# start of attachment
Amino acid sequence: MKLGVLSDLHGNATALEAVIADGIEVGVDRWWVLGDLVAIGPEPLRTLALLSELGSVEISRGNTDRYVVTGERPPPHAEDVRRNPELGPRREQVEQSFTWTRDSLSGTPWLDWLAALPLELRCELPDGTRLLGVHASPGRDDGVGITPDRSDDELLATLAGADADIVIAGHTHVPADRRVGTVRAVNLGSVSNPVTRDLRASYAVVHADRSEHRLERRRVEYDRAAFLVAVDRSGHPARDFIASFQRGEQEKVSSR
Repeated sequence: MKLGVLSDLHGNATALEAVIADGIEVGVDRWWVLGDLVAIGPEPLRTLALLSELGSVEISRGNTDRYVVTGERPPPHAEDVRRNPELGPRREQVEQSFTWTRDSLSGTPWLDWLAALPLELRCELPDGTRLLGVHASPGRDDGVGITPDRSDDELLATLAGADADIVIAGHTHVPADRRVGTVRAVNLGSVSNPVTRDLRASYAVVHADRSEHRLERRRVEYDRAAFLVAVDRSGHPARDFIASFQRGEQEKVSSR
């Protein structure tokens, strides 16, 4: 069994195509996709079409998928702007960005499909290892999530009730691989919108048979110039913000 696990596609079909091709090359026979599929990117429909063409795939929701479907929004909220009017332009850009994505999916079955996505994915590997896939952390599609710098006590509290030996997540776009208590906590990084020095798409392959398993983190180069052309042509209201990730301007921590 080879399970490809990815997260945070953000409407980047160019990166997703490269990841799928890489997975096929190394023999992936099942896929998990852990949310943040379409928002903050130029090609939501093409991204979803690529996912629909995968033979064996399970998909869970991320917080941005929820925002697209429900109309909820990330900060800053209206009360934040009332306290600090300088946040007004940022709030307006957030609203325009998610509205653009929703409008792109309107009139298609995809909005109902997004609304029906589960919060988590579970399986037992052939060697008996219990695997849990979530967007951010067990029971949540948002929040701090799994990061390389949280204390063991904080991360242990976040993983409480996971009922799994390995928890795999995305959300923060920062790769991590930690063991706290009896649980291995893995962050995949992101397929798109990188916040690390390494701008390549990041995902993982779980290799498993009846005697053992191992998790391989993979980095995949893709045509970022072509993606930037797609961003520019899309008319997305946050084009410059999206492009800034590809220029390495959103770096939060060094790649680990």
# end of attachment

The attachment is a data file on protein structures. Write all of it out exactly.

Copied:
Amino acid sequence: MKLGVLSDLHGNATALEAVIADGIEVGVDRWWVLGDLVAIGPEPLRTLALLSELGSVEISRGNTDRYVVTGERPPPHAEDVRRNPELGPRREQVEQSFTWTRDSLSGTPWLDWLAALPLELRCELPDGTRLLGVHASPGRDDGVGITPDRSDDELLATLAGADADIVIAGHTHVPADRRVGTVRAVNLGSVSNPVTRDLRASYAVVHADRSEHRLERRRVEYDRAAFLVAVDRSGHPARDFIASFQRGEQEKVSSR
Repeated sequence: MKLGVLSDLHGNATALEAVIADGIEVGVDRWWVLGDLVAIGPEPLRTLALLSELGSVEISRGNTDRYVVTGERPPPHAEDVRRNPELGPRREQVEQSFTWTRDSLSGTPWLDWLAALPLELRCELPDGTRLLGVHASPGRDDGVGITPDRSDDELLATLAGADADIVIAGHTHVPADRRVGTVRAVNLGSVSNPVTRDLRASYAVVHADRSEHRLERRRVEYDRAAFLVAVDRSGHPARDFIASFQRGEQEKVSSR
């Protein structure tokens, strides 16, 4: 069994195509996709079409998928702007960005499909290892999530009730691989919108048979110039913000 696990596609079909091709090359026979599929990117429909063409795939929701479907929004909220009017332009850009994505999916079955996505994915590997896939952390599609710098006590509290030996997540776009208590906590990084020095798409392959398993983190180069052309042509209201990730301007921590 080879399970490809990815997260945070953000409407980047160019990166997703490269990841799928890489997975096929190394023999992936099942896929998990852990949310943040379409928002903050130029090609939501093409991204979803690529996912629909995968033979064996399970998909869970991320917080941005929820925002697209429900109309909820990330900060800053209206009360934040009332306290600090300088946040007004940022709030307006957030609203325009998610509205653009929703409008792109309107009139298609995809909005109902997004609304029906589960919060988590579970399986037992052939060697008996219990695997849990979530967007951010067990029971949540948002929040701090799994990061390389949280204390063991904080991360242990976040993983409480996971009922799994390995928890795999995305959300923060920062790769991590930690063991706290009896649980291995893995962050995949992101397929798109990188916040690390390494701008390549990041995902993982779980290799498993009846005697053992191992998790391989993979980095995949893709045509970022072509993606930037797609961003520019899309008319997305946050084009410059999206492009800034590809220029390495959103770096939060060094790649680990």